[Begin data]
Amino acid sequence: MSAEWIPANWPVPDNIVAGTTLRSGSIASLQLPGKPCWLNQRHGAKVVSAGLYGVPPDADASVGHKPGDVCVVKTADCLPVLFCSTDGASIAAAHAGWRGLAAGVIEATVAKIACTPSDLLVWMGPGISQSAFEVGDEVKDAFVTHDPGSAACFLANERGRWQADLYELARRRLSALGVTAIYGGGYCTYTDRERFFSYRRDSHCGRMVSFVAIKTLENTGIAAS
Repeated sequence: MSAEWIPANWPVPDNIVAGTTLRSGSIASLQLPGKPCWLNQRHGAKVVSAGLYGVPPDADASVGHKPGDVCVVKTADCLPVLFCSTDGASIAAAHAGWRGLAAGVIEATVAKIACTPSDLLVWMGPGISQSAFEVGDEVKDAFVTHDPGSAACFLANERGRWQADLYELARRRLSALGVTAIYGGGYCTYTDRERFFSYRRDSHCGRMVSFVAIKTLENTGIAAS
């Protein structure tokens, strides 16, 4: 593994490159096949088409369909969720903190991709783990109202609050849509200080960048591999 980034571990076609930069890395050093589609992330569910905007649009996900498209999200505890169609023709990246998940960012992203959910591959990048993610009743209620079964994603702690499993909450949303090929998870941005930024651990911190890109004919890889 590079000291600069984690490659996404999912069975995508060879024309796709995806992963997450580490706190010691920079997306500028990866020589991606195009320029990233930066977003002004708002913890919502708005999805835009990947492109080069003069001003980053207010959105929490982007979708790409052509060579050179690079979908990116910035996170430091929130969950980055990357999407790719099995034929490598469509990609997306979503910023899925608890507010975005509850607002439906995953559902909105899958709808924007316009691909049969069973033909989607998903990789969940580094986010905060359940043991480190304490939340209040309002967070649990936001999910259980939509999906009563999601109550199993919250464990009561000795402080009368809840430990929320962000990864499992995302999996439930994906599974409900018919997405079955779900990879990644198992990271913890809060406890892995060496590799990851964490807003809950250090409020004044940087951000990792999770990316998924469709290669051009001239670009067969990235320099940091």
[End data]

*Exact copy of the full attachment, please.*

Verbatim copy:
Amino acid sequence: MSAEWIPANWPVPDNIVAGTTLRSGSIASLQLPGKPCWLNQRHGAKVVSAGLYGVPPDADASVGHKPGDVCVVKTADCLPVLFCSTDGASIAAAHAGWRGLAAGVIEATVAKIACTPSDLLVWMGPGISQSAFEVGDEVKDAFVTHDPGSAACFLANERGRWQADLYELARRRLSALGVTAIYGGGYCTYTDRERFFSYRRDSHCGRMVSFVAIKTLENTGIAAS
Repeated sequence: MSAEWIPANWPVPDNIVAGTTLRSGSIASLQLPGKPCWLNQRHGAKVVSAGLYGVPPDADASVGHKPGDVCVVKTADCLPVLFCSTDGASIAAAHAGWRGLAAGVIEATVAKIACTPSDLLVWMGPGISQSAFEVGDEVKDAFVTHDPGSAACFLANERGRWQADLYELARRRLSALGVTAIYGGGYCTYTDRERFFSYRRDSHCGRMVSFVAIKTLENTGIAAS
């Protein structure tokens, strides 16, 4: 593994490159096949088409369909969720903190991709783990109202609050849509200080960048591999 980034571990076609930069890395050093589609992330569910905007649009996900498209999200505890169609023709990246998940960012992203959910591959990048993610009743209620079964994603702690499993909450949303090929998870941005930024651990911190890109004919890889 590079000291600069984690490659996404999912069975995508060879024309796709995806992963997450580490706190010691920079997306500028990866020589991606195009320029990233930066977003002004708002913890919502708005999805835009990947492109080069003069001003980053207010959105929490982007979708790409052509060579050179690079979908990116910035996170430091929130969950980055990357999407790719099995034929490598469509990609997306979503910023899925608890507010975005509850607002439906995953559902909105899958709808924007316009691909049969069973033909989607998903990789969940580094986010905060359940043991480190304490939340209040309002967070649990936001999910259980939509999906009563999601109550199993919250464990009561000795402080009368809840430990929320962000990864499992995302999996439930994906599974409900018919997405079955779900990879990644198992990271913890809060406890892995060496590799990851964490807003809950250090409020004044940087951000990792999770990316998924469709290669051009001239670009067969990235320099940091």